Scientists 3D Print Microscopic Star Trek USS Voyager and Other Objects That Move on Their Own in Liquid

Microscopic Printed Objects

Scientists at the Leiden Institute of Physics in The Netherlands studied natural catalytically propelled colloidal microswimmers (microcosms that move in liquid). They noticed that these tiny swimmers were mostly spherical in nature and wanted to find out if other shapes would also work the same way, particularly since microswimmers could help play a role in medication delivery.

The researchers 3D printed a microscopic replica of the USS Voyager from Star Trek: Voyager, along with a boat, a helix, and other specifically non-spherical items and then studied how their shapes affected the swimming patterns of the natural versions.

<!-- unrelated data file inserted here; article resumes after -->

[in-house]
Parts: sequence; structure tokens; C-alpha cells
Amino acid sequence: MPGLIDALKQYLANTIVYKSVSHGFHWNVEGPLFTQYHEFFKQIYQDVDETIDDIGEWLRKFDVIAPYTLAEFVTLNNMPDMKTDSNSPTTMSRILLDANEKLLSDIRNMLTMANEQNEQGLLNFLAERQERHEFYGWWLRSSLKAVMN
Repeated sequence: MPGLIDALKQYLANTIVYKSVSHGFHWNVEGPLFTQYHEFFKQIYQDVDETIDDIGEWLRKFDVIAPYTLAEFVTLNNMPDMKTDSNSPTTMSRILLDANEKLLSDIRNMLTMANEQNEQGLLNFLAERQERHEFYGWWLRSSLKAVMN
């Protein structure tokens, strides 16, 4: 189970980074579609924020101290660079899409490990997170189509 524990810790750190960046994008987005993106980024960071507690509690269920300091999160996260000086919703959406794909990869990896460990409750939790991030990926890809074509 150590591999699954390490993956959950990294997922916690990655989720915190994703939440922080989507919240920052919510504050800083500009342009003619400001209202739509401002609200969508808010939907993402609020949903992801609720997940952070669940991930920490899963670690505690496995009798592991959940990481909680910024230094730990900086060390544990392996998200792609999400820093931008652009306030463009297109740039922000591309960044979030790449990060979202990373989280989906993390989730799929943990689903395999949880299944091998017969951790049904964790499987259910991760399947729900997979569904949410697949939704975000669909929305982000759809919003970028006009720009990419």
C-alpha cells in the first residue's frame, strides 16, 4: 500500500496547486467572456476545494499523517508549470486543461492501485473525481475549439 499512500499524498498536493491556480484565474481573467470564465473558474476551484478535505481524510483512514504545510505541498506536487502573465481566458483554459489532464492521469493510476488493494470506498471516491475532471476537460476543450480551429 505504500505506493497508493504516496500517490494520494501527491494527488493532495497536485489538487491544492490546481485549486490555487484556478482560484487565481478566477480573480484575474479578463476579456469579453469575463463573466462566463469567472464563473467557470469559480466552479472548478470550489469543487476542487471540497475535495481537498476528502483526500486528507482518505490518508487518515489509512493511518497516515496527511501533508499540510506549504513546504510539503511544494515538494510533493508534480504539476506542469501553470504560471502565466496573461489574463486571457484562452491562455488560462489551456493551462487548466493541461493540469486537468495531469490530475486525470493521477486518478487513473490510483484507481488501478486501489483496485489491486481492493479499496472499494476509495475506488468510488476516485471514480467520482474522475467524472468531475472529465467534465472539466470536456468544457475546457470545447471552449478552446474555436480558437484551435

Samia Ouhajji, one of the study’s authors, told CNN about the role these “synthetic colloidal microswimmers” play and why they chose Star Trek.

This understanding could aid in developing new drug delivery vehicles; for example, microrobots that swim autonomously and deliver drugs at the desired location in the human body. …In the last week of his project, I promised him [co-author Jonas Hoecht] we could print any shape he liked,…As a major Star Trek fan, he chose the USS Voyager. Additionally, it was also to show that the type of shapes we can print is almost limitless.

Microscopic Printed USS Voyager

via CNN